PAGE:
Prater: Where’d all the music go?

After decades of huge hits, do we still need iconic movie songs?

Nia Prater

Nia PraterLike every kid that was born and raised during the ‘90s, I can hardly remember a time when Celine Dion’s “My Heart Will Go On” wasn’t playing on the radio. We’d hear it in the car, in the supermarket; I’m shocked that it never entered my dreams.

Even if we didn’t know it at the time, that was, arguably, the biggest song of the decade, thanks to a little movie called “Titanic.” You might’ve heard of it.

It seems like we have always had those iconic movie songs. You know, the ones where you hear the opening notes, or the first word and it takes you right back to that scene. Those moments where the scene and the song mesh so perfectly that the two can hardly be separated.

I mean, can anyone listen to Simple Minds’ “Don’t You (Forget About Me)” without picturing Judd Nelson throwing his fist in the air as he crosses the football field at the end of “The Breakfast Club”?

Though recently, I’ve noticed that there are less movie themes in films today. There will always be orchestral scores by Hans Zimmer and the like, but where are the big, quintessential chart-topping hits?

These songs were everywhere in the ‘80s and ‘90s, and boy, did they do well. Saying that “My Heart Will Go On” was an immense hit would be a vast understatement. In addition to winning the Academy Award for Best Original Song in 1997 and four Grammys in 1999, it sold 15 million copies and debuted on the Billboard Hot 100 at No. 1.

Of course, not every song in a movie can be judged by that standard, but that’s what these types of songs were known and created for. They would be everywhere, they’d make tons of money and, of course, they would produce a lot of publicity for their respective film.

The top contender in recent years for a big movie hit in that vein was definitely “Skyfall,” sung by British songstress Adele for the titular James Bond film. It became the first theme song for the franchise to win an Oscar for Best Original Song, and it topped iTunes UK’s bestsellers a mere 10 hours after its release.

But James Bond films are the odd one out. Their opening songs are as expected as 007’s shaken-not-stirred martini. Nowadays, I find that films are going more for the jukebox approach, by taking a bunch of already well-known songs and using them as the soundtrack, rather than opting for one big standout theme.

You’re more likely to find your favorite director utilizing a pre-existing song in an interesting way, rather than having a song made simply for the movie. And even then, the song might not even garner that much attention.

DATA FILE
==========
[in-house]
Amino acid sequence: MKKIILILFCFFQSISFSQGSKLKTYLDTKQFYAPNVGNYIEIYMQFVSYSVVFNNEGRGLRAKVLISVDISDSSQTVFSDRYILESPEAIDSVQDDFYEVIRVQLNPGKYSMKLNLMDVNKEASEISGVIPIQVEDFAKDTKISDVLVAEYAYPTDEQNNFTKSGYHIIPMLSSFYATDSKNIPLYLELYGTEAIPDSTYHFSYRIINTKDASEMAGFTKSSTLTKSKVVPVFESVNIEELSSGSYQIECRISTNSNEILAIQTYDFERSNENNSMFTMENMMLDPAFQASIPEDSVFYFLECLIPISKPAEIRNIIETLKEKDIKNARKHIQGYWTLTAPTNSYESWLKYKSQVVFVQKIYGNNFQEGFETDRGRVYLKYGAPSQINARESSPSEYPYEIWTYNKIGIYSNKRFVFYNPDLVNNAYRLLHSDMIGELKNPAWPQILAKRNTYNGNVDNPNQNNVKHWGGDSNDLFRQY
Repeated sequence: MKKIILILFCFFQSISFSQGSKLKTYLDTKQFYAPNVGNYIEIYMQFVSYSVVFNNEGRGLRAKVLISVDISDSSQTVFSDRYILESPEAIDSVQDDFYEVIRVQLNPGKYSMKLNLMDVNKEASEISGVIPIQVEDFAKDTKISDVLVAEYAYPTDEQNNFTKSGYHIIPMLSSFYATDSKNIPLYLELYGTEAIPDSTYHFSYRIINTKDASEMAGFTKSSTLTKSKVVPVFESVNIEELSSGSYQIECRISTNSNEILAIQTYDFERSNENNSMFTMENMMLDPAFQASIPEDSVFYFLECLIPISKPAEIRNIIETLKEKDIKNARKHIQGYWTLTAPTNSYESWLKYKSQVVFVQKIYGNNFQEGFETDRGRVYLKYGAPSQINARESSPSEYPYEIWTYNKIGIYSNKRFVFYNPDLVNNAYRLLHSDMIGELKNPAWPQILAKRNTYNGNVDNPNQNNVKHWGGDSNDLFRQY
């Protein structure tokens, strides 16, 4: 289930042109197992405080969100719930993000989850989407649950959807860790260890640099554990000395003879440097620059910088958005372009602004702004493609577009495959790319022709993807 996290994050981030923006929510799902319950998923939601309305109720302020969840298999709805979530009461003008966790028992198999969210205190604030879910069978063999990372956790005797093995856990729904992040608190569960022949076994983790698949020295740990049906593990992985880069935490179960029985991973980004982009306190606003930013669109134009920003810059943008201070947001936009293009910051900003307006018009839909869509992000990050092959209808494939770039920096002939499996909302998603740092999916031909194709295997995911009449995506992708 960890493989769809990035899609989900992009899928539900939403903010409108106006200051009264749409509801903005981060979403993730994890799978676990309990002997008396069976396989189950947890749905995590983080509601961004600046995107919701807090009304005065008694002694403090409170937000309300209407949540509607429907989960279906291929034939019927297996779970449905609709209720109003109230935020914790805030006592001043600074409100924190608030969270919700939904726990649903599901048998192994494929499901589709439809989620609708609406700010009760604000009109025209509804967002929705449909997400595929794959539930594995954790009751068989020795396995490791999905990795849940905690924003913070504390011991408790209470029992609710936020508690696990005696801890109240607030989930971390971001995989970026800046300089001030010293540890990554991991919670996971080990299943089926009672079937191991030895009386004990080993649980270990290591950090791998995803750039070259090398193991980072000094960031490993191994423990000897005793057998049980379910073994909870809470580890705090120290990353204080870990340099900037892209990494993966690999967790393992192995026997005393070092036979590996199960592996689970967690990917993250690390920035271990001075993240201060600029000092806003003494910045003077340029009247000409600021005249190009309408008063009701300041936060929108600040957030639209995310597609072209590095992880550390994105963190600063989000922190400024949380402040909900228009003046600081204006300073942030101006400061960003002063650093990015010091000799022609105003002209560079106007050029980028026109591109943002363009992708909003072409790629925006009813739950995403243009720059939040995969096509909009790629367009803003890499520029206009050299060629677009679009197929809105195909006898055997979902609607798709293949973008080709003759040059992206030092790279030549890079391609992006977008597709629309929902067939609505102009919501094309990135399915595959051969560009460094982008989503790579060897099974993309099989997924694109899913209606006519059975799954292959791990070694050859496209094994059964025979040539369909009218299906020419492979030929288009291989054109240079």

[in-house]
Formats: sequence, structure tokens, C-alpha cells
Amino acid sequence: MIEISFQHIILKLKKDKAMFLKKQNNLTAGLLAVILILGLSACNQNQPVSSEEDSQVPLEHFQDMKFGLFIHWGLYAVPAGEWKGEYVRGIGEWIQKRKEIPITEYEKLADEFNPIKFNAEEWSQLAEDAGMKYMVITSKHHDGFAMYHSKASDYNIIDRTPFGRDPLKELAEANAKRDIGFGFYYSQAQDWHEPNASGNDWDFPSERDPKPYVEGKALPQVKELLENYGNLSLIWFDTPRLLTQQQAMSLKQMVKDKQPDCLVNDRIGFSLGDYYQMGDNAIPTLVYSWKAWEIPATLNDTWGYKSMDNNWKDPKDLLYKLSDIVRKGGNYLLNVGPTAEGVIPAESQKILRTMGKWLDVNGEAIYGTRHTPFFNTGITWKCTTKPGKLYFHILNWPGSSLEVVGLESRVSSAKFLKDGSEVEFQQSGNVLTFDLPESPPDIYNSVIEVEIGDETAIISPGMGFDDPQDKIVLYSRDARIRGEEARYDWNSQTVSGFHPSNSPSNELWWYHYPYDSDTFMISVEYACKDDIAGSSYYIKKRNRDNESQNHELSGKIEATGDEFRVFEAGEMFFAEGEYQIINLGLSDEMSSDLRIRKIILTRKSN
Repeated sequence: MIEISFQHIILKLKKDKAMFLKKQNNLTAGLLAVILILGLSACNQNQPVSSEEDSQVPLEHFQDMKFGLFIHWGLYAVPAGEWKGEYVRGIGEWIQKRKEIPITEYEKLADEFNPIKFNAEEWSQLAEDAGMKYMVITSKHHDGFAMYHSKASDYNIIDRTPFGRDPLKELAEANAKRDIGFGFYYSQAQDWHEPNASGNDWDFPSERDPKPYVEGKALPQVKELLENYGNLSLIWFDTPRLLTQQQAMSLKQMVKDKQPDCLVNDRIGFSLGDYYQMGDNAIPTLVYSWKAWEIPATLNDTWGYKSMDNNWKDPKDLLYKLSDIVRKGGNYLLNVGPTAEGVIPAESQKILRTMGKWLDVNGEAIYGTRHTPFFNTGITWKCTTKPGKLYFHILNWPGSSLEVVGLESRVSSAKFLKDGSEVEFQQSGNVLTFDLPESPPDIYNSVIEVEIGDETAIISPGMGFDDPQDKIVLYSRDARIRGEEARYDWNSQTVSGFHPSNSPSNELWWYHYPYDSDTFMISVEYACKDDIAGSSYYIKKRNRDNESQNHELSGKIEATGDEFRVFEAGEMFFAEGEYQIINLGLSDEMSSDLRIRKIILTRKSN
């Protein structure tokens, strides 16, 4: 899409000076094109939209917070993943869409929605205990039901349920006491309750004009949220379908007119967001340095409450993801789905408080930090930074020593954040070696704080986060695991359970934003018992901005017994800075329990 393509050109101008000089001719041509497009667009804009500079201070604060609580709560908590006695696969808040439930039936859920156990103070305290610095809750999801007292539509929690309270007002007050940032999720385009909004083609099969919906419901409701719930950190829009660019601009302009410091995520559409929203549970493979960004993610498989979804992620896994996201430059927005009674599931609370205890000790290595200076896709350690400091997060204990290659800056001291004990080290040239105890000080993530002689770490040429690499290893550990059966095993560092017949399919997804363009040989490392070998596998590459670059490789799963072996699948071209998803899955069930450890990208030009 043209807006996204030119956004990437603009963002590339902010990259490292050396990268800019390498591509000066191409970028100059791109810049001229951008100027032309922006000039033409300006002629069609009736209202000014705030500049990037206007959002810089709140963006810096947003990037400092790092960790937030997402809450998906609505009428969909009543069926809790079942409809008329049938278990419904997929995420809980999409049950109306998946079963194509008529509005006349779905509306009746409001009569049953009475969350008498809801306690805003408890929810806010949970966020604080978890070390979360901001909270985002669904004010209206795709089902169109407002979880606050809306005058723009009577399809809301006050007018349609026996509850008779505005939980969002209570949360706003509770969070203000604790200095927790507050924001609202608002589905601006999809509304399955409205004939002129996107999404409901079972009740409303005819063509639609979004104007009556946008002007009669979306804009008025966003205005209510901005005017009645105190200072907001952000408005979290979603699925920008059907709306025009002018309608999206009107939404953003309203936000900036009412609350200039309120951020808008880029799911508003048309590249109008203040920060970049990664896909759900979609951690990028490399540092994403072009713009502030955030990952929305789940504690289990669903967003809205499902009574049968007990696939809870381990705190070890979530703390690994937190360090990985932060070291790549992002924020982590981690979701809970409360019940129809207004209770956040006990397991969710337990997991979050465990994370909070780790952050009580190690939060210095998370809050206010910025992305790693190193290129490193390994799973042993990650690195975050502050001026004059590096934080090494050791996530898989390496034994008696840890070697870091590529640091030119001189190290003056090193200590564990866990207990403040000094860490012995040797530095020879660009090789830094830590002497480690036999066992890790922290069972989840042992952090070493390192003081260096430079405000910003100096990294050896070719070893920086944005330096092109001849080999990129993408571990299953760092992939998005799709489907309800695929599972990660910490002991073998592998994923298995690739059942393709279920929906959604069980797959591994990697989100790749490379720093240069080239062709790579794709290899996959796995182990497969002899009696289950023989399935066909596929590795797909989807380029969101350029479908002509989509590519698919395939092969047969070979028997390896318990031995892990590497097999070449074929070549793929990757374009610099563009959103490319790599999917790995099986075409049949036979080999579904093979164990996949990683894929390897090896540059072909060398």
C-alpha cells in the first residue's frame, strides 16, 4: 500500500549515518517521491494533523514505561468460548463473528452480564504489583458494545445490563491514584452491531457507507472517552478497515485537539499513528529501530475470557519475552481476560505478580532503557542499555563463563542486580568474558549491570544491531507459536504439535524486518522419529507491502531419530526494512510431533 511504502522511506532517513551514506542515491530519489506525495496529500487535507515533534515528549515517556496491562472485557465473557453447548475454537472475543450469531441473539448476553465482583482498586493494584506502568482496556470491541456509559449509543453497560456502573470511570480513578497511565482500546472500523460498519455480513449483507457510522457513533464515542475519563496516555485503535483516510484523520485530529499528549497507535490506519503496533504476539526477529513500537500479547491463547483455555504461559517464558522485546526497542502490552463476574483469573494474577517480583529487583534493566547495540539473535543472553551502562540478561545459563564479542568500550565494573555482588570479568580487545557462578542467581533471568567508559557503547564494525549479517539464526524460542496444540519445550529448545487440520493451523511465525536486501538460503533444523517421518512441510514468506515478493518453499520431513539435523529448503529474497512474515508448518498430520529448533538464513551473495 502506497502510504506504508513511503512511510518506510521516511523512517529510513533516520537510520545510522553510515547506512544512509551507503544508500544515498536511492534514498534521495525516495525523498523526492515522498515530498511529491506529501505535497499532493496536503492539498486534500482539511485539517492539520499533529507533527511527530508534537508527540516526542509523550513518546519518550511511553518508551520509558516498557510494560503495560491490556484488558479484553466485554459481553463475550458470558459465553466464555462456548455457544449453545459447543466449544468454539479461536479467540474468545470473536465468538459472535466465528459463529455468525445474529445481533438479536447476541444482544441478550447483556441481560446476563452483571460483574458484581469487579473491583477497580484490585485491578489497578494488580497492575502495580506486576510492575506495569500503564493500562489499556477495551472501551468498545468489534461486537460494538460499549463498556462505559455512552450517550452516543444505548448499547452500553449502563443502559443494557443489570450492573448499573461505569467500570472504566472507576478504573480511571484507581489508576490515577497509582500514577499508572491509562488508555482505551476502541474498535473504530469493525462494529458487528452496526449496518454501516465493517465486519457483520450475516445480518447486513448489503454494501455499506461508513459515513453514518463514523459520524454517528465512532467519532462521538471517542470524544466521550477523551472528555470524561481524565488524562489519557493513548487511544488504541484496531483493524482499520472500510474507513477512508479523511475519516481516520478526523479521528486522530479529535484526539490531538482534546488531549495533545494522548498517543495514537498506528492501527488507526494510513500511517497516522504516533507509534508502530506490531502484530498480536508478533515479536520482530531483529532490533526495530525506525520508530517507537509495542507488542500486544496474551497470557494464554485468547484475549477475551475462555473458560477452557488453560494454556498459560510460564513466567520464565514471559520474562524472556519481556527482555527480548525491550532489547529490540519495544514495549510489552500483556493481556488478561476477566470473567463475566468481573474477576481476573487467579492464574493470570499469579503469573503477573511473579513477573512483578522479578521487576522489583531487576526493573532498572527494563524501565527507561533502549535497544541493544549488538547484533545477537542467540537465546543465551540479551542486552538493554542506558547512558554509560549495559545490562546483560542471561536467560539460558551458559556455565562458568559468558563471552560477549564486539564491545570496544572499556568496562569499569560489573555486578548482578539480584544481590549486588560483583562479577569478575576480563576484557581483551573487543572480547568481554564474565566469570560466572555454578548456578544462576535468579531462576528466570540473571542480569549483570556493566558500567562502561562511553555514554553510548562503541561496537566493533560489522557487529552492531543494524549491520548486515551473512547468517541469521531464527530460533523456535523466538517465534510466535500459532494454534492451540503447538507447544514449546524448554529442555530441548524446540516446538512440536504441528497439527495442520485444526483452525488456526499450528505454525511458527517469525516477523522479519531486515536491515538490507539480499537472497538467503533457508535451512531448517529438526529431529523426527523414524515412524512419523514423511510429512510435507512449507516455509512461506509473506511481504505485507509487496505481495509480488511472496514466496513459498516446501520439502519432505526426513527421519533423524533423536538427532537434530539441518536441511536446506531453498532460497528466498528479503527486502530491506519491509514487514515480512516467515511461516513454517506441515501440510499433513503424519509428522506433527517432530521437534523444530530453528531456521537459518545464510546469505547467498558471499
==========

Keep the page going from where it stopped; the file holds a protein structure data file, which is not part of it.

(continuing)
For instance, the 2011 film “Drive” used Kavinsky’s “Nightcall” over the montage in its opening credits.  Regardless of where I am when I hear that song, I’m automatically transported to that scene with Ryan Gosling’s brooding character, silently driving the streets of LA.

However, even though the song is deeply associated with the film, it’s not one of those songs that’ll make you want to go out to the theaters. It’s a great song, but it certainly isn’t a track that seeps into the general consciousness. It didn’t even crack the Billboard charts. Despite that, many people saw and enjoyed “Drive,” though not to the extent of “Titanic” or “The Breakfast Club.”

Plenty of big hits from the past few years contained barely any outside music, but they managed to generate their own publicity and large amounts of revenue. “Avatar,” the film that surpassed “Titanic” as the highest-grossing film of all time, managed to fill theaters without the warbling tones of Celine Dion. So, do we even need these kinds of songs anymore?

There’s a positive side to it, even if our iPods suffer for it.  It forces Hollywood to be a little more creative. Rather than simply being able to connect to an immense group through a relatable song, the focus is returned more to the scene itself. Instead of drawing in people with an “aw, yeah” type of musical moment, you have to be more compelling on screen, visually and atmospherically.

Music and film can be incredibly personal, but sometimes there can be too much of a good thing. If huge pop hits can take a backseat in exchange for more thoughtful writing, we all might be the better for it.

Nia Prater can be reached at

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